• Other claims for educational benefits are processed at four regional processing offices
– Buffalo, NY; Atlanta, GA; St. Louis, MO and Muskogee, OK

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Processing Claims for Veterans Educational Benefits
• Original Vocational Rehabilitation and Dependents’ Educational Assistance claims take the longest time • Re-enrollments take the shortest time

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Claims Processing—VR&E
• Veteran applies for VR&E (completes 28-1900) • VR&E Division in the regional office determines eligibility • VR&E counselor determines entitlement

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Claims Processing—VR&E
• Veteran and counselor explore vocational goal based upon comprehensive assessment of skills, aptitudes and interests • VR&E counselor and veteran develop rehabilitation plan • VR&E provides case management services until veteran is rehabilitated
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Claims Processing—REPS
• Claims may be submitted at any VA office, but will be processed in St. Louis • If eligibility has never been established, it takes 4 to 6 months for the claim to be processed • After eligibility is established it takes 30-45 days to process a supplemental claim
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Claims Processing—Other Programs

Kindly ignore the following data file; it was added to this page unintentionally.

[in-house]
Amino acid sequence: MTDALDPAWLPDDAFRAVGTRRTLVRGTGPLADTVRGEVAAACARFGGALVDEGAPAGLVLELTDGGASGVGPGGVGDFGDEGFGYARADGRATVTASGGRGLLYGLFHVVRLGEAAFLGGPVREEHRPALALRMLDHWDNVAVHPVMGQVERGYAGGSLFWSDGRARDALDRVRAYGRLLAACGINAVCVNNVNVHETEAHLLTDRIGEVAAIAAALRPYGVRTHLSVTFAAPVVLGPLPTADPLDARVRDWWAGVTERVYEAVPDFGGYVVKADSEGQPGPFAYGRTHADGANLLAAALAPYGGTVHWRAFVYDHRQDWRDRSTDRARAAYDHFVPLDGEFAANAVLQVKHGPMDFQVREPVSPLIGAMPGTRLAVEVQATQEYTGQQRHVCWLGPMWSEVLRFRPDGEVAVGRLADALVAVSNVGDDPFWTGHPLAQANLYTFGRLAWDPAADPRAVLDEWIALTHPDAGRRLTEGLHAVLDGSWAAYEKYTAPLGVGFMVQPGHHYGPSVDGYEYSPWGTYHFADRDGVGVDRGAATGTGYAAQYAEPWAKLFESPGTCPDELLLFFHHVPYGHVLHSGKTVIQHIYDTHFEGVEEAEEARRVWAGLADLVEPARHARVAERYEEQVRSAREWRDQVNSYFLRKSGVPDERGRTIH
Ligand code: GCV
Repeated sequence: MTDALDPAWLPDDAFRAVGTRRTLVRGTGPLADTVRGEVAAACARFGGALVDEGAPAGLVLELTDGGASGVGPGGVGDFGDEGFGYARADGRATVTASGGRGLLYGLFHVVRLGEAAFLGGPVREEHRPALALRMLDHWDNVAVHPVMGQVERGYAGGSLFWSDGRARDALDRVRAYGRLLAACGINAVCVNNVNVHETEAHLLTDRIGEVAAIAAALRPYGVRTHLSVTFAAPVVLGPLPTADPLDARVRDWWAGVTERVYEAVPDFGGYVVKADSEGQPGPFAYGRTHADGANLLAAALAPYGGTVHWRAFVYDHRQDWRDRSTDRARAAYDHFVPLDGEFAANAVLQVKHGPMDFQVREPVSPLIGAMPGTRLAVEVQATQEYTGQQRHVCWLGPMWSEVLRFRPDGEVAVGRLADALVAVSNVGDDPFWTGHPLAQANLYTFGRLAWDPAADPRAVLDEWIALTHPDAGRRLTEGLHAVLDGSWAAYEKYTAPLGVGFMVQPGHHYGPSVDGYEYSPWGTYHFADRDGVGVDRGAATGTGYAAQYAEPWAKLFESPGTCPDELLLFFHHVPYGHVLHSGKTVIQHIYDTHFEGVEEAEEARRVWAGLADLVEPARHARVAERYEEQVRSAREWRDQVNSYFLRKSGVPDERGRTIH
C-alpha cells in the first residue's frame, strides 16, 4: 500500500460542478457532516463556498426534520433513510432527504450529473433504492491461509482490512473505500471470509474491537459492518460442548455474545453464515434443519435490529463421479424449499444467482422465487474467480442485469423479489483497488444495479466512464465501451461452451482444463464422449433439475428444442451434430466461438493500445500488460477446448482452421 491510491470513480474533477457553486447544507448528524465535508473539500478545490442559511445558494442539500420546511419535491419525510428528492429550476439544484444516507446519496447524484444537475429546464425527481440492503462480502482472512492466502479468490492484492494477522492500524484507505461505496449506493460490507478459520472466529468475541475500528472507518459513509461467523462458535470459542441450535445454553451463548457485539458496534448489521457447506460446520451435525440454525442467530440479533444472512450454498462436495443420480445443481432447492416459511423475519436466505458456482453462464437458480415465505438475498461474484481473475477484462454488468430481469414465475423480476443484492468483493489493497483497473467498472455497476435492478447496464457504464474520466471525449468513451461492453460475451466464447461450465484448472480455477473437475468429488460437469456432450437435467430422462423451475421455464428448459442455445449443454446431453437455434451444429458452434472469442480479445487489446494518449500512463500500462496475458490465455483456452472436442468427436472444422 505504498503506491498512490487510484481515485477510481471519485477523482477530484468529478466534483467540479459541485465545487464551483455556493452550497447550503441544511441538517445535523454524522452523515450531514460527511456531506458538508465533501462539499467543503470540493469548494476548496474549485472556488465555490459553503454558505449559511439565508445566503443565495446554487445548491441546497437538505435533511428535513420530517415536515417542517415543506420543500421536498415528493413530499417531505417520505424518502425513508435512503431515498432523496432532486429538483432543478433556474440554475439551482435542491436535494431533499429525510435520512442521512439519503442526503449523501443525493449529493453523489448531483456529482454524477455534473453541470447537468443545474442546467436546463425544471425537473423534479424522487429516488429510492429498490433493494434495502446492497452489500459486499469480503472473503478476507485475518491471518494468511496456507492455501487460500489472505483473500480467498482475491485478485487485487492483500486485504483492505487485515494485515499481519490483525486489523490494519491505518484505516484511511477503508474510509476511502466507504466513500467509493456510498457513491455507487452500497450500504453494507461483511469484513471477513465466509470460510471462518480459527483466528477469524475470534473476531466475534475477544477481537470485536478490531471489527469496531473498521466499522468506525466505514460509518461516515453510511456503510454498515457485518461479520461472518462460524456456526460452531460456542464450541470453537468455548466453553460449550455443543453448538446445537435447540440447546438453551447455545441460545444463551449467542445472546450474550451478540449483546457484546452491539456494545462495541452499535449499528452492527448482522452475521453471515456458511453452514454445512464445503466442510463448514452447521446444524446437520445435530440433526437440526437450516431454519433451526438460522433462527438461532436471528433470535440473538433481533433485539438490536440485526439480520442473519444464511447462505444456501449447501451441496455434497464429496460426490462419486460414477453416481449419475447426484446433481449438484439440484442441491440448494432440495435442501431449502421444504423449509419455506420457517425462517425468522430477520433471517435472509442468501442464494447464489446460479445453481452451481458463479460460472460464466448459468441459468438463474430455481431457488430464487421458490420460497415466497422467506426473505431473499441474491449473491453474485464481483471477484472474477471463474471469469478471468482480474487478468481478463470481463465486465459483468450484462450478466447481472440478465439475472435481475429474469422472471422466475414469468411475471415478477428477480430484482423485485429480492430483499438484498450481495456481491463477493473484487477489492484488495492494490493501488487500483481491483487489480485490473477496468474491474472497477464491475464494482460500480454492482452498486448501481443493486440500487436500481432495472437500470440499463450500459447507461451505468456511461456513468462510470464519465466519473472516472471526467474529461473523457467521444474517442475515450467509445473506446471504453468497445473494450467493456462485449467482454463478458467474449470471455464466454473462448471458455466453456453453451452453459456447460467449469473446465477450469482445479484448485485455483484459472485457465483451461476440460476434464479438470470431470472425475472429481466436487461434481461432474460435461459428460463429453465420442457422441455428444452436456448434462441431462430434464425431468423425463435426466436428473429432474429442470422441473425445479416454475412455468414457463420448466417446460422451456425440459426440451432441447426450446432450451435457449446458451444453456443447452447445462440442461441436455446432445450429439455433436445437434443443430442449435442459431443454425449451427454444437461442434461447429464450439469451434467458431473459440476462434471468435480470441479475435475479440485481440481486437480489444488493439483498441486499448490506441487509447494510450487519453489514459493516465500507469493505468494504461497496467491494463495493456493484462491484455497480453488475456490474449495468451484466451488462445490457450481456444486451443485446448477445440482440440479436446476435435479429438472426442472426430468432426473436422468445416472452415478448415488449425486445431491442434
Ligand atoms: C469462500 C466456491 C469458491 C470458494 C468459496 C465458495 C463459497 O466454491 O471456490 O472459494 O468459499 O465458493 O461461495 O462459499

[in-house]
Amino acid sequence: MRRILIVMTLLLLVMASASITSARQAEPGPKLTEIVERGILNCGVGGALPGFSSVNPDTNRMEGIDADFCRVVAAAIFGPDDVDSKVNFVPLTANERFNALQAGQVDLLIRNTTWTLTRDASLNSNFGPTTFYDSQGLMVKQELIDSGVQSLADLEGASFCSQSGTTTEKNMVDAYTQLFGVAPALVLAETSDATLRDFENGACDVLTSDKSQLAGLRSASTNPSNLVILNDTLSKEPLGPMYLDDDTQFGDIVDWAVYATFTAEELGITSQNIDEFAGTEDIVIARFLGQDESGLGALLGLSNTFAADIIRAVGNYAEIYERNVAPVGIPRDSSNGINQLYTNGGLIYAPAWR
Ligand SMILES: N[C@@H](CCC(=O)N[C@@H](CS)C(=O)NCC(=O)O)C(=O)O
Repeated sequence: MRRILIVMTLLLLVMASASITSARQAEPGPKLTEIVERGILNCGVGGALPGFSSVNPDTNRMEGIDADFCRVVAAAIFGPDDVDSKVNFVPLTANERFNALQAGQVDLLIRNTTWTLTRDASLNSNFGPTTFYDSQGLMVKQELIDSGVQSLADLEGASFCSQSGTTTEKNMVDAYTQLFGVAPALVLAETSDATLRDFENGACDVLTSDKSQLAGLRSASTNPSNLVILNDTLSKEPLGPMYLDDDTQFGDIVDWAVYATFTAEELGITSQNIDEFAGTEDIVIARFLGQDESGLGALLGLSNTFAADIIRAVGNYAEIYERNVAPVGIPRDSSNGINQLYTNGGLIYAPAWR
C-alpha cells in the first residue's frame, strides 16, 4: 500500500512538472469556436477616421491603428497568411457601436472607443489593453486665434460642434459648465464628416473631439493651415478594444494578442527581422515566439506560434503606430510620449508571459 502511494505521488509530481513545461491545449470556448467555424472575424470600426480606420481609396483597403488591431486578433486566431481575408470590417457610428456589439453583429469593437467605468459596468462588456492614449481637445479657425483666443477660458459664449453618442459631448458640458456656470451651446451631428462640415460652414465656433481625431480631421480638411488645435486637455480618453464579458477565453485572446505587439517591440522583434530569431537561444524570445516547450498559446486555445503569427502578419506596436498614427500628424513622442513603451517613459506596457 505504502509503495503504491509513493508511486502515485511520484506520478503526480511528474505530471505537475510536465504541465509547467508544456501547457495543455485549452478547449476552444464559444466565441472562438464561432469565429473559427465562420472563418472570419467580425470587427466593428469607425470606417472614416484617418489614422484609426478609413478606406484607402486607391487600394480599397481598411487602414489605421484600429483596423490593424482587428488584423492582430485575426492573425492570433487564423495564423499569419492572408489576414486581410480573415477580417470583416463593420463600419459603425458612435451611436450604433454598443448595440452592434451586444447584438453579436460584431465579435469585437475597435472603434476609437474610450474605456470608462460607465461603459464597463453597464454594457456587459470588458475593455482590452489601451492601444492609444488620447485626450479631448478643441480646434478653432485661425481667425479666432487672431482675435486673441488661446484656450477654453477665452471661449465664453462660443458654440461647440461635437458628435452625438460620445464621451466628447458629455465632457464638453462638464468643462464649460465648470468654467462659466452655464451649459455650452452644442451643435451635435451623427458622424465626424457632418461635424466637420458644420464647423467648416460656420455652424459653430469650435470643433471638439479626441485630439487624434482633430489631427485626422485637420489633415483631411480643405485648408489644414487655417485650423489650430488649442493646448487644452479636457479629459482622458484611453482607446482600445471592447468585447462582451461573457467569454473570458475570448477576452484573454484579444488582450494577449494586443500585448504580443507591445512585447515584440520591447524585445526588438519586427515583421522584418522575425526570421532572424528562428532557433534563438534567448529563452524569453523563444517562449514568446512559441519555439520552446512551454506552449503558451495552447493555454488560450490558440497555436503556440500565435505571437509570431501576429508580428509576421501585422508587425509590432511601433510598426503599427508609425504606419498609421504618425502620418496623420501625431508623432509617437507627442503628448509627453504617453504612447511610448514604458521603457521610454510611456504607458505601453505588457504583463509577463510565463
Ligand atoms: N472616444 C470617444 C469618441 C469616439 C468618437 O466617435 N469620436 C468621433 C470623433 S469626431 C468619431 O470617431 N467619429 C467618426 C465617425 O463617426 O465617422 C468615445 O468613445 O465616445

• Claimant files a 22-1990 or 22-5490 • Educational institution certifies claimant’s enrollment • VA, DoD or Coast Guard determines eligibility • Payment is authorized
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Web Sites
• Education Service Home Page http://www.GIBill.va.gov
– Has information on basic monthly rates for ch.30,

ch.1606, and ch.1607

• Veterans Benefits Administration Home Page at http://www.vba.va.gov
– Go to “Benefits”. Click on Vocational Rehabilitation and Employment and drill down to ch. 31 rates
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Information Available to Schools
Information about the types and amounts of benefits received or scheduled to be received by a student is available through –  On-Line to “VA-ONCE”. Available to the school’s designated VA certifying official.  “Pay Listing” paper roster. Sent to the school’s designated VA certifying official.
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Treatment of Veterans Education Benefits for Title IV Purposes
Jeff Baker U.S. Department of Education

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Statutory Definitions: “Untaxed Income and Benefits”
• “Untaxed Income and Benefits” (HEA section 480(b))
– Includes veterans non-education benefits. Used in calculating the student’s EFC – (Worksheet B)

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Statutory Definitions: “Other Financial Assistance”
• “Other Financial Assistance” (HEA section 480(j))